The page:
Mexico's President Calderon says drug cartels threaten democracy
REPORTING FROM MEXICO CITY -- President Felipe Calderon acknowledged Sunday that despite five years of battling drug cartels, criminals today pose "an open threat" to Mexico's democratic order (link in Spanish).
In a candid speech marking the start of his sixth and last year in the presidency (link in Spanish), Calderon said interference in elections by drug gangs "is a new fact, a worrisome fact." "It is a threat to everyone," he said.
He was apparently alluding to last month's local elections in Michoacan, Calderon's home state, where traffickers and their henchmen intimidated voters and told people whom to vote for. Those events have led to fears about further meddling in July's presidential vote.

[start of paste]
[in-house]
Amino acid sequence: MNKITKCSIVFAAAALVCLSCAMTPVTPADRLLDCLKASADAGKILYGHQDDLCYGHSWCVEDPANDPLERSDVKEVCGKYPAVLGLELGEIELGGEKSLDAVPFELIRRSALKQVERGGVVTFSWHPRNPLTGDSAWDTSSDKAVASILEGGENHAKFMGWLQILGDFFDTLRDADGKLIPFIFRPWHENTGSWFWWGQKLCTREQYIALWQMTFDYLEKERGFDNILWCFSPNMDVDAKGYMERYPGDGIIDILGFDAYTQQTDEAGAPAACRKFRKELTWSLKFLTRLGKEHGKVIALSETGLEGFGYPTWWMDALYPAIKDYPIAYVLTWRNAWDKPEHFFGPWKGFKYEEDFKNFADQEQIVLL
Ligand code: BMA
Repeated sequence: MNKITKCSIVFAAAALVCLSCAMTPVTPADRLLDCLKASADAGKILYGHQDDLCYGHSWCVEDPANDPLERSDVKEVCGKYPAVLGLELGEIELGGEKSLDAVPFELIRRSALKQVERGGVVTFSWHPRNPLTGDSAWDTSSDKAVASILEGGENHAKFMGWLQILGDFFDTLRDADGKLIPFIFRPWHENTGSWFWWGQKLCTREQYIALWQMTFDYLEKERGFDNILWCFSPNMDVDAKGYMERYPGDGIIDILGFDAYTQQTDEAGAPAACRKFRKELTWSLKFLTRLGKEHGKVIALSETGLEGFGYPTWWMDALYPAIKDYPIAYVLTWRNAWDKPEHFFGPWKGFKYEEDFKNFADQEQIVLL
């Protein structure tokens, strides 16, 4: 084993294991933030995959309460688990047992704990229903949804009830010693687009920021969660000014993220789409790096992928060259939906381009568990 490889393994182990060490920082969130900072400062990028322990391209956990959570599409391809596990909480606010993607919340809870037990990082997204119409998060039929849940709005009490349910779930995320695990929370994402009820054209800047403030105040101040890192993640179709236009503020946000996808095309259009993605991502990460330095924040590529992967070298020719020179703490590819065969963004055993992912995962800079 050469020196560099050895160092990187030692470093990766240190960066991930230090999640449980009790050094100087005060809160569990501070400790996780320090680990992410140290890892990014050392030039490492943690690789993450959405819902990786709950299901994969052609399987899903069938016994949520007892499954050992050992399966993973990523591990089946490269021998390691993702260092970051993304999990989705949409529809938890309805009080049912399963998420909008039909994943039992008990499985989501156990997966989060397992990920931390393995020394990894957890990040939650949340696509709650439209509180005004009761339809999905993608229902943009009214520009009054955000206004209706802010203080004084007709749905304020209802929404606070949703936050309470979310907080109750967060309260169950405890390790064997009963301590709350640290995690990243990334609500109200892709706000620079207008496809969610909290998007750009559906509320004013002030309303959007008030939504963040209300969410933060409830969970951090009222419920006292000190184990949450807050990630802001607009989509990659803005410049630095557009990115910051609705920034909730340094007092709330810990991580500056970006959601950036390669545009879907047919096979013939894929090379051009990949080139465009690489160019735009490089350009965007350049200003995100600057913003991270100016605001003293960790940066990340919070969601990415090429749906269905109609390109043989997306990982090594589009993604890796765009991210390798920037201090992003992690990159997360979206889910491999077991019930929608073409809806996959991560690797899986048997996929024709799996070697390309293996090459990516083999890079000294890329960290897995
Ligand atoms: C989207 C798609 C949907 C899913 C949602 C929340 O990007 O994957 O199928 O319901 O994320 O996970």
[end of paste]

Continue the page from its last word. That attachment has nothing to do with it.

Calderon defended his decision to deploy the military to fight the cartels and scolded "political forces" that don't have the "vision" to support the struggle.
"This is a problem, friends, that has been developing for decades and that is showing us its true face, a face of violence, a face of evil," Calderon said. Violence and insecurity, he added, "are one of the greatest challenges Mexico has faced in modern history."
Since Calderon took office in December 2006, more than 40,000 people have been killed in fighting with and among drug gangs, and thousands of Mexicans have gone missing or been forced to flee hometowns.
-- Tracy Wilkinson
Photo: Mexican President Felipe Calderon addresses a summit in Merida, Mexico, Dec. 4, 2011. Credit: Victor Ruiz Garcia / Reuters